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Australian news, and some related international items

Climate plays role in decline of one of Asia’s most critical water resources 

Science daily, August 3, 2017, Kansas State University

Summary:
Climate variability — rather than the presence of a major dam — is most likely the primary cause for a water supply decline in East Asia’s largest floodplain lake system, according to an expert

Climate variability — rather than the presence of a major dam — is most likely the primary cause for a water supply decline in East Asia’s largest floodplain lake system, according to a Kansas State University researcher.

The fluvial lake system across China’s Yangtze River Plain, which serves nearly half a billion people and is a World Wildlife Fund ecoregion, lost about 10 percent of its water area from 2000-2011, according to Jida Wang, assistant professor of geography. Wang and colleagues published their findings for the lake system’s decline in the American Geophysical Union’s journal Water Resources Research.

“Many people’s first intuition is that the culprit must be the Three Gorges Dam because it impounds so much water in the Yangtze River, but our fingerprinting study undeniably shows that the dam is not the decline’s primary cause,” Wang said. “Climate variability is the predominant driver of this decadal dynamic.”

Wang collaborated with Yongwei Sheng, of the University of California, Los Angeles, and Yoshihide Wada, of Austria’s International Institute for Applied Systems Analysis. They found that roughly 80 percent of the observed lake decline is the result of simultaneous climate variability closely related to the El Niño-Southern Oscillation, which has caused droughts and flooding in the region…….

Wang and his colleagues also quantified the negative impacts of human water consumption from agricultural, industrial and domestic sectors across the downstream Yangtze River Basin. These impacts are surprisingly comparable to the Three Gorges Dam’s impact, Wang said. The dam and human water consumption together comprise 10-20 percent — or less — of the decline’s factors, while up to another 10 percent of the decline may be caused by a variety of other factors, possibly including other dams, sand mining, soil conservation and urbanization, he said.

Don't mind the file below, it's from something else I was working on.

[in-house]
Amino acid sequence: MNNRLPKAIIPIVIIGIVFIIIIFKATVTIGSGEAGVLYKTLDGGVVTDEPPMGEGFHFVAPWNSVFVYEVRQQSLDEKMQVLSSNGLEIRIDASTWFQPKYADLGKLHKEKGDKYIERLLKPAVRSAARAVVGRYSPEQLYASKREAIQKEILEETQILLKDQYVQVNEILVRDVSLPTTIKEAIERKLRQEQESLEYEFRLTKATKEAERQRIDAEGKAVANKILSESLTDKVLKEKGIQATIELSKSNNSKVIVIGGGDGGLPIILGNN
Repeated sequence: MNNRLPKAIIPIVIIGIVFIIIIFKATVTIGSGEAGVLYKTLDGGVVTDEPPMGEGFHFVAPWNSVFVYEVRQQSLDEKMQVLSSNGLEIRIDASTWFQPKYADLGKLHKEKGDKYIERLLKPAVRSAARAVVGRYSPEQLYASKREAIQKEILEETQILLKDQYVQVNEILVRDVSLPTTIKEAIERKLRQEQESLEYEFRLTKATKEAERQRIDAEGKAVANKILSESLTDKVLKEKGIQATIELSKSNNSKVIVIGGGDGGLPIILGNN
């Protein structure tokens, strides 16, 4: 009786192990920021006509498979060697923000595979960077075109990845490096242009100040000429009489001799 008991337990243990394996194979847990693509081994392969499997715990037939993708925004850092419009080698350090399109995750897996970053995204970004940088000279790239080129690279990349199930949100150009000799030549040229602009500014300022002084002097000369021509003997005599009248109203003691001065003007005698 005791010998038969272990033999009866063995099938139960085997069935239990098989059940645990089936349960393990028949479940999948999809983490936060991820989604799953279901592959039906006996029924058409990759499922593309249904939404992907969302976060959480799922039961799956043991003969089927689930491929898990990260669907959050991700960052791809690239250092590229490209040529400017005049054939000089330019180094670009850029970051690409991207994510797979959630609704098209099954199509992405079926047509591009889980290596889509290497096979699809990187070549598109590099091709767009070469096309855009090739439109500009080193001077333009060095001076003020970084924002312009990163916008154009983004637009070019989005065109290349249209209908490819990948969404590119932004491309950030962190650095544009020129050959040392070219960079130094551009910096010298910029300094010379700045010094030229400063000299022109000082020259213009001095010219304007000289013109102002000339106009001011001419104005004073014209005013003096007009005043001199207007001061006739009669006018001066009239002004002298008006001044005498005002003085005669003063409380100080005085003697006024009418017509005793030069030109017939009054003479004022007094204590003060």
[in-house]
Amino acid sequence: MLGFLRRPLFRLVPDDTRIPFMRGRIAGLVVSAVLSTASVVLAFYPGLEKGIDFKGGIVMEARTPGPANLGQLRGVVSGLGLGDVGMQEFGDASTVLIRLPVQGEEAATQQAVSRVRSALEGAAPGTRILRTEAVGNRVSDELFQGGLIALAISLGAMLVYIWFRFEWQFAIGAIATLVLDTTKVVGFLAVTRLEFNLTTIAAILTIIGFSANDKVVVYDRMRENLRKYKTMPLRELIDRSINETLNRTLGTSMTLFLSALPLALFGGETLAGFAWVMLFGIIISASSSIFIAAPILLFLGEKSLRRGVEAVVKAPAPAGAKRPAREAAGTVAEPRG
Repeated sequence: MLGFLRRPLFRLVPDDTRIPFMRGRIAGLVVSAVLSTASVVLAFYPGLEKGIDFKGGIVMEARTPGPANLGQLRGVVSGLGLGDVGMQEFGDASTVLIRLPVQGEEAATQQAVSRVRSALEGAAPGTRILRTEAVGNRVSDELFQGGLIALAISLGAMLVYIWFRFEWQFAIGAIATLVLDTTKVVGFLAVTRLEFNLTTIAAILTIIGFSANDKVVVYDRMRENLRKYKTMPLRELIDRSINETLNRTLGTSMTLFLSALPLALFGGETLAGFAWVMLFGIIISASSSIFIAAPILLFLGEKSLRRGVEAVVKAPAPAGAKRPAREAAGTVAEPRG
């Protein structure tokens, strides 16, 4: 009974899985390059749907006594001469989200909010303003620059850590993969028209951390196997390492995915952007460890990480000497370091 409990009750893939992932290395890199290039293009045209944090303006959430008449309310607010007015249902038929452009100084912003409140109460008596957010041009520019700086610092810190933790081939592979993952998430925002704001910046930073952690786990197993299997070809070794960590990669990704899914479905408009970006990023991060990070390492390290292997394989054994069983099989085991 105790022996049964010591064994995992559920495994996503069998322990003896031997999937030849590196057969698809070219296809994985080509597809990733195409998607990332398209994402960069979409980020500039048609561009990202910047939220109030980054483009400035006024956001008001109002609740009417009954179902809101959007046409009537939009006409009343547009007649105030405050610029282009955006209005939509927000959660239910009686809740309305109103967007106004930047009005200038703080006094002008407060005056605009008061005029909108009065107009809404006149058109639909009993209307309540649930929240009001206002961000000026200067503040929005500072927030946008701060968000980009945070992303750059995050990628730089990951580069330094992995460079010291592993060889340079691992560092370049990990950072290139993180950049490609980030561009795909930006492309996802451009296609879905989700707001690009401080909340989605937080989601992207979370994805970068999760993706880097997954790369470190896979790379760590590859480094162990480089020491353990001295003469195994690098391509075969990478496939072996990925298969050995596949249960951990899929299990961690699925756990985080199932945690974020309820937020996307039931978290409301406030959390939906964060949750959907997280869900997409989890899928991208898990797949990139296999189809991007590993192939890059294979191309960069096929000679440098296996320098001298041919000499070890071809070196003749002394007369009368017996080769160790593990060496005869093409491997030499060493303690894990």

“It also is important to recognize that anthropogenic impacts have strengthened in the past couple of decades,” Wang said. “Although the Three Gorges Dam already reached its maximal storage capacity in 2010, its induced Yangtze River erosion will continue. This also may come along with increasing human water consumption and trans-basin diversions. We hope our study not only provides an overdue explanation of the past decadal lake decline but also offers scientific guidance for future conservation of this critical fresh water resource.”

For their study, Wang and his colleagues used thousands of satellite images from NASA, an advanced hydrological model from the Netherlands, statistical data from the United Nations, and measurements and censuses from several Chinese organizations.

This research was funded by the U.S. Geological Survey’s Landsat Science Team and a Kansas State University faculty start-up fund.  https://www.sciencedaily.com/releases/2017/08/170803103146.htm

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August 4, 2017 - Posted by | General News

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